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MSM's Confusion on Security Gives McCain a Pass

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Beyond the fight between Barack and Hillary, beyond Rev. Wright, Bosnia fantasies, or issues of race and gender; the biggest impediment to the election of a Democrat in November, is the MSM’s persistent conflating of issues of defense and security; military and civilian leadership.

One recent case in point: Margaret Carlson,
appearing on Countdown with Keith Olbermann, made this unsolicited pronouncement about McCain, in discussing Hillary’s Bosnia-gaffe:

But she‘s so intent now because of having to distinguish herself not just only from Obama but in some ways from Senator McCain who truly does seem much more qualified to be commander in chief.”

Based on what, exactly? Do we automatically assume that those who served in the military are the best civilian leaders? As Randi Rhodes recently pointed out, the job of a good soldier is to follow orders. Sure, a considerable amount of bravery may be involved, and McCain himself survived a horrific five-year ordeal at the Hanoi Hilton. But the decision to commit troops involves the integration of wide range of factors, that go beyond military tactics and strategy.

A similar assumption was made
by George Stephanopoulos on ABC’s This Week - so unquestioned, in fact, that it was phrased as an afterthought to a question, to Joe Lieberman:

Can you name one other big issue aside from the war in Iraq, national security, where John McCain is closer to your view than the Democratic candidates?”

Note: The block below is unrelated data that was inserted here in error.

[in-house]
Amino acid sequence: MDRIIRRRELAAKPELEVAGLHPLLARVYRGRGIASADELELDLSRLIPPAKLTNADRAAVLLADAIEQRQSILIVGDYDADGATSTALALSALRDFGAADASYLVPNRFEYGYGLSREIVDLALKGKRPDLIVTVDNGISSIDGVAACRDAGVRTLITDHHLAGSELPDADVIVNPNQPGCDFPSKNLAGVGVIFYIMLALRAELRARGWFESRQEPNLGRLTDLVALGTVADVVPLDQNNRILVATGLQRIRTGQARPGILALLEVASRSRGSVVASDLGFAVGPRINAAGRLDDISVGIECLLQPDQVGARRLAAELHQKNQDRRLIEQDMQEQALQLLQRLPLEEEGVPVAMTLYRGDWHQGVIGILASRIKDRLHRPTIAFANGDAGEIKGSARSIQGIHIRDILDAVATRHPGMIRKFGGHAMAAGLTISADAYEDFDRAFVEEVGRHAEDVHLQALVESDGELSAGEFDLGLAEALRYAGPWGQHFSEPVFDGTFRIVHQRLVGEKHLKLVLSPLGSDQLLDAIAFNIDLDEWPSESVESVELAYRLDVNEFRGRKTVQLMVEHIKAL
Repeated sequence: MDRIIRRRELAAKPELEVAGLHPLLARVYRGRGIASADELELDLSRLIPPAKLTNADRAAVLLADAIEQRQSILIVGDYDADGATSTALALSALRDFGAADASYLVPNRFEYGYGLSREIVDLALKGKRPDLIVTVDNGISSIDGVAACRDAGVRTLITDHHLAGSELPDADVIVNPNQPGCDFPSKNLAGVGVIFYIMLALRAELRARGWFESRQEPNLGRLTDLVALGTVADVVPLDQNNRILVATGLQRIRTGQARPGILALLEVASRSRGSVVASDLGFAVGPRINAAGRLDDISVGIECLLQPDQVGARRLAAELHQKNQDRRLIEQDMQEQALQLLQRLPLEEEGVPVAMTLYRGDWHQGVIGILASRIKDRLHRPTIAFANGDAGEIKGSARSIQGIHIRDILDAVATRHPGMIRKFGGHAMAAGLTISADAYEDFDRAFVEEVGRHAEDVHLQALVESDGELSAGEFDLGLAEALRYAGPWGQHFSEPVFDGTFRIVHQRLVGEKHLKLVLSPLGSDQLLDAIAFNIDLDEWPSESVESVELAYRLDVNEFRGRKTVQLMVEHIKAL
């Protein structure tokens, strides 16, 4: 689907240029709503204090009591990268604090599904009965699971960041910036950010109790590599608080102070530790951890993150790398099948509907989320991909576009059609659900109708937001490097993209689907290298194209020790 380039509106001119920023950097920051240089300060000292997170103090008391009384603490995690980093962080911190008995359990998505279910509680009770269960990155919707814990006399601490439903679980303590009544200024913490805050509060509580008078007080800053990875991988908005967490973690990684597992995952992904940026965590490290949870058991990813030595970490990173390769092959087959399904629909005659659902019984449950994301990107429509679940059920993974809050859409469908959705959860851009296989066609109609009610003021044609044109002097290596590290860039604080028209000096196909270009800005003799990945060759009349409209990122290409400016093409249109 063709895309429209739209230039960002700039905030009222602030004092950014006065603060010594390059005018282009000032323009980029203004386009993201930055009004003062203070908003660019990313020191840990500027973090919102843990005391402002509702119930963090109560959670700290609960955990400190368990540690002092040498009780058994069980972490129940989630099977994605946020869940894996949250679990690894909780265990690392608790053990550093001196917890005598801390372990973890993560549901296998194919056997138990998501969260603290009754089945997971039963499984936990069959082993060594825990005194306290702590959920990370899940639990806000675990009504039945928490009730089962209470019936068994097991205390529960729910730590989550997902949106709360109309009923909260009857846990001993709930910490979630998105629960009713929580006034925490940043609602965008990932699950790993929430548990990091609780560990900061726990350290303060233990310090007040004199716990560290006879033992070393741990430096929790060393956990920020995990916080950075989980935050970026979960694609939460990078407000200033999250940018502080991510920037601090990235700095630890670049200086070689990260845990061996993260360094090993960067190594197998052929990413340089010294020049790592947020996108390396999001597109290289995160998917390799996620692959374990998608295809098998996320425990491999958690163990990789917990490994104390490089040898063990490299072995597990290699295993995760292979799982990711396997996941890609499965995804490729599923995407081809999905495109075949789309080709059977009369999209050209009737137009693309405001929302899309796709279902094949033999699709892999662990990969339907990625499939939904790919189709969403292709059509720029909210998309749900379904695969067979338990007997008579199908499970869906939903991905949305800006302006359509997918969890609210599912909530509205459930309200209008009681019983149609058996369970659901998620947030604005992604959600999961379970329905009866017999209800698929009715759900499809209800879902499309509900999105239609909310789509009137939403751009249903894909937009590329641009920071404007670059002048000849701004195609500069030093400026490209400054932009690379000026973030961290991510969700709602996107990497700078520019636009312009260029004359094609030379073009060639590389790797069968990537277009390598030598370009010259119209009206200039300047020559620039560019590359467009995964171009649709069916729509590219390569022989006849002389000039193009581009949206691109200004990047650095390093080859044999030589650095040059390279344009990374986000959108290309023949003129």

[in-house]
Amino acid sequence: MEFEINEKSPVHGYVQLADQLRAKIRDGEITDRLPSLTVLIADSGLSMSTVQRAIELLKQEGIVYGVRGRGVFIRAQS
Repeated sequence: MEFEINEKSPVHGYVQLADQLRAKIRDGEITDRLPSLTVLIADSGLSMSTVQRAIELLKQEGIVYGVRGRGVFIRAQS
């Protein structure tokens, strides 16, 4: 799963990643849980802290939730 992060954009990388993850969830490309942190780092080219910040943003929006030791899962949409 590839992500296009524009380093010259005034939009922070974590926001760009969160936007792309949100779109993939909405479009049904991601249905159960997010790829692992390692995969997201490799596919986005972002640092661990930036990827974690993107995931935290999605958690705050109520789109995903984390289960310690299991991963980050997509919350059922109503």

There it is: eight years of brain-washing has sunk in: the Iraq War equals national security. So blind to this equation of all things military with security, that the evidence to the contrary is ignored.

In fact, there’s evidence that the “war” has actually
increased terrorism risk, by becoming a highly successful recruitment tool for creating new terrorists. As The Washington Post reported in 2006, a National Intelligence Estimate found that:

rather than contributing to eventual victory in the global counterterrorism struggle, the situation in Iraq has worsened the U.S. position.

The obsession with military solutions has also skewed budget priorities. In 2004, Mother Jones reported that homeland security - a key component of national security - has suffered as a result of the focus on Iraq, leading to the
Nickel and Diming of Homeland Security. As Matthew Brzezinski explains:

Hamstrung by special interests, staffed with B-team political appointees, and crippled by a lack of funding and political support, DHS is a premier example of how the administration's misplaced priorities—and its obsession with Iraq—have come at the direct expense of homeland security.”

National Security expert
Steven Flynn wrote, also in 2004, of the neglected home front, and the folly of separating homeland security from national security:

The transportation, energy, information, financial, chemical, food, and logistical networks that underpin U.S. economic power and the American way of life offer the United States' enemies a rich menu of irresistible targets. And most of these remain virtually unprotected.”

More recently, Flynn warned of
five disasters that could occur if the U.S. doesn’t rebuild its infrastructure - increasing our vulnerability to terrorism.

The equating of war-making with security, and military experience with wise leadership, has already had dismal consequences. In Election ‘08, it’s also causing the media to give John McCain a huge pass on national security. Let’s demand that the media recover from this shorthand, in order to elevate the debate.




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Amy Fried, Ph.D. Social Media Pages: Facebook page url on login Profile not filled in       Twitter page url on login Profile not filled in       Linkedin page url on login Profile not filled in       Instagram page url on login Profile not filled in

Amy Fried applies her Ph.D. in Organizational Behavior to writing and activism on church-state separation, feminism, reproductive rights, corruption, media and veganism.

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